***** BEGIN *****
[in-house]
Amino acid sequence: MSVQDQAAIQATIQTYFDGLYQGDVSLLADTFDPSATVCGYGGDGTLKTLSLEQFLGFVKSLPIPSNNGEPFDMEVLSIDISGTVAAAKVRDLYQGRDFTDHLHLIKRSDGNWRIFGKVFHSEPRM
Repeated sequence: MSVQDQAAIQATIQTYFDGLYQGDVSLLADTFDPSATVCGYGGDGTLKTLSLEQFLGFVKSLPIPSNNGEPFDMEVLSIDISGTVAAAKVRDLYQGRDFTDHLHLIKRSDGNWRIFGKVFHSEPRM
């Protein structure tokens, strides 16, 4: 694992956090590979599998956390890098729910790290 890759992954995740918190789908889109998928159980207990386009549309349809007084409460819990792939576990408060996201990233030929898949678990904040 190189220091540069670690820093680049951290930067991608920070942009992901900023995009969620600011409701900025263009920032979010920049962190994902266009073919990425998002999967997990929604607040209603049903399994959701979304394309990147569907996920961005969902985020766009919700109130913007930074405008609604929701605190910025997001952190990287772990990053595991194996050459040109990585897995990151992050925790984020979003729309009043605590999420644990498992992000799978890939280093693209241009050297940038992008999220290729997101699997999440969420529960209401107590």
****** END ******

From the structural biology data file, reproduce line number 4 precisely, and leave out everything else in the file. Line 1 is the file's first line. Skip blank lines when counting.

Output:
């Protein structure tokens, strides 16, 4: 694992956090590979599998956390890098729910790290 890759992954995740918190789908889109998928159980207990386009549309349809007084409460819990792939576990408060996201990233030929898949678990904040 190189220091540069670690820093680049951290930067991608920070942009992901900023995009969620600011409701900025263009920032979010920049962190994902266009073919990425998002999967997990929604607040209603049903399994959701979304394309990147569907996920961005969902985020766009919700109130913007930074405008609604929701605190910025997001952190990287772990990053595991194996050459040109990585897995990151992050925790984020979003729309009043605590999420644990498992992000799978890939280093693209241009050297940038992008999220290729997101699997999440969420529960209401107590």